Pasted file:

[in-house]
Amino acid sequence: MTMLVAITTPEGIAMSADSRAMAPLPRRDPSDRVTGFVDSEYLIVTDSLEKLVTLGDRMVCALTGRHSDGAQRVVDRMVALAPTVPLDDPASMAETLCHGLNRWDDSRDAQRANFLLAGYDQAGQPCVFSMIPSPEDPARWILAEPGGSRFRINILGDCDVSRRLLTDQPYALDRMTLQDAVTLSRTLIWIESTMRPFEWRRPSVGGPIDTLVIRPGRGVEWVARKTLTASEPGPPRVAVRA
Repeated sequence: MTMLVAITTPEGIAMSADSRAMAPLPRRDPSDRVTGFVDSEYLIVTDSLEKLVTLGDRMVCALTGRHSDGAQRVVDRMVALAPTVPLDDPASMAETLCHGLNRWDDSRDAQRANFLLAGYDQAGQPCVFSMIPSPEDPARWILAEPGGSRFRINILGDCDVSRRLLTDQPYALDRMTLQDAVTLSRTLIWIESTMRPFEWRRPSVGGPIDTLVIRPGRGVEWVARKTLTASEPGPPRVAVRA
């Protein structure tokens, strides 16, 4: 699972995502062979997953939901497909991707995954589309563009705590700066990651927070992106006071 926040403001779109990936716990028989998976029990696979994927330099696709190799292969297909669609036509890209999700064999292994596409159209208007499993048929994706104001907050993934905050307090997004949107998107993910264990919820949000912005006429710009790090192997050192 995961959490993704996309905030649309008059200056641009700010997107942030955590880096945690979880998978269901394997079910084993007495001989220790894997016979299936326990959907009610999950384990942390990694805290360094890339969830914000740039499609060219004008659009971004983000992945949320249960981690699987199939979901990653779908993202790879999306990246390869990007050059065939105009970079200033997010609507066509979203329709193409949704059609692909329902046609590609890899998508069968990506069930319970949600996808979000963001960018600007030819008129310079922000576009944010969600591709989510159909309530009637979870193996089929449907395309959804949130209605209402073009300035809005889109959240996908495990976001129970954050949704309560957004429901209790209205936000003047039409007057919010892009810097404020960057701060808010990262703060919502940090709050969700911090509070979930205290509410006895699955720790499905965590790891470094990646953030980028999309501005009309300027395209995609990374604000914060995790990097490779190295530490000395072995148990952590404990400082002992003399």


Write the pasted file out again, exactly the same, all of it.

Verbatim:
[in-house]
Amino acid sequence: MTMLVAITTPEGIAMSADSRAMAPLPRRDPSDRVTGFVDSEYLIVTDSLEKLVTLGDRMVCALTGRHSDGAQRVVDRMVALAPTVPLDDPASMAETLCHGLNRWDDSRDAQRANFLLAGYDQAGQPCVFSMIPSPEDPARWILAEPGGSRFRINILGDCDVSRRLLTDQPYALDRMTLQDAVTLSRTLIWIESTMRPFEWRRPSVGGPIDTLVIRPGRGVEWVARKTLTASEPGPPRVAVRA
Repeated sequence: MTMLVAITTPEGIAMSADSRAMAPLPRRDPSDRVTGFVDSEYLIVTDSLEKLVTLGDRMVCALTGRHSDGAQRVVDRMVALAPTVPLDDPASMAETLCHGLNRWDDSRDAQRANFLLAGYDQAGQPCVFSMIPSPEDPARWILAEPGGSRFRINILGDCDVSRRLLTDQPYALDRMTLQDAVTLSRTLIWIESTMRPFEWRRPSVGGPIDTLVIRPGRGVEWVARKTLTASEPGPPRVAVRA
């Protein structure tokens, strides 16, 4: 699972995502062979997953939901497909991707995954589309563009705590700066990651927070992106006071 926040403001779109990936716990028989998976029990696979994927330099696709190799292969297909669609036509890209999700064999292994596409159209208007499993048929994706104001907050993934905050307090997004949107998107993910264990919820949000912005006429710009790090192997050192 995961959490993704996309905030649309008059200056641009700010997107942030955590880096945690979880998978269901394997079910084993007495001989220790894997016979299936326990959907009610999950384990942390990694805290360094890339969830914000740039499609060219004008659009971004983000992945949320249960981690699987199939979901990653779908993202790879999306990246390869990007050059065939105009970079200033997010609507066509979203329709193409949704059609692909329902046609590609890899998508069968990506069930319970949600996808979000963001960018600007030819008129310079922000576009944010969600591709989510159909309530009637979870193996089929449907395309959804949130209605209402073009300035809005889109959240996908495990976001129970954050949704309560957004429901209790209205936000003047039409007057919010892009810097404020960057701060808010990262703060919502940090709050969700911090509070979930205290509410006895699955720790499905965590790891470094990646953030980028999309501005009309300027395209995609990374604000914060995790990097490779190295530490000395072995148990952590404990400082002992003399």